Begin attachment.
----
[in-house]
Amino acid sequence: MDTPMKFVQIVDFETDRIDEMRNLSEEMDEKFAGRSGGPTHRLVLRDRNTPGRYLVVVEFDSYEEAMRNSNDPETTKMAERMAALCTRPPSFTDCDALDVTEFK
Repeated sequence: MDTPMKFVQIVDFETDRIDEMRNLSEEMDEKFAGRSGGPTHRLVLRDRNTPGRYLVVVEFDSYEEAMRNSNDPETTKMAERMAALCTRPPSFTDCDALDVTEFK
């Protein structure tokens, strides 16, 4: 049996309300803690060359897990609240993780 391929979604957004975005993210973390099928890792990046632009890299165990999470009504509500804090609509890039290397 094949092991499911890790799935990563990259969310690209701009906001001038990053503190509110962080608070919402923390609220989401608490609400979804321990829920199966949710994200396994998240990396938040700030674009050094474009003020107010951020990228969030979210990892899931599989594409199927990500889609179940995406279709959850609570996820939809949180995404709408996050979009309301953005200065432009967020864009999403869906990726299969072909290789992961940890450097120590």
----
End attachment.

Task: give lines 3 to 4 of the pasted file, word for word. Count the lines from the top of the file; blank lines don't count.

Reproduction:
Repeated sequence: MDTPMKFVQIVDFETDRIDEMRNLSEEMDEKFAGRSGGPTHRLVLRDRNTPGRYLVVVEFDSYEEAMRNSNDPETTKMAERMAALCTRPPSFTDCDALDVTEFK
């Protein structure tokens, strides 16, 4: 049996309300803690060359897990609240993780 391929979604957004975005993210973390099928890792990046632009890299165990999470009504509500804090609509890039290397 094949092991499911890790799935990563990259969310690209701009906001001038990053503190509110962080608070919402923390609220989401608490609400979804321990829920199966949710994200396994998240990396938040700030674009050094474009003020107010951020990228969030979210990892899931599989594409199927990500889609179940995406279709959850609570996820939809949180995404709408996050979009309301953005200065432009967020864009999403869906990726299969072909290789992961940890450097120590």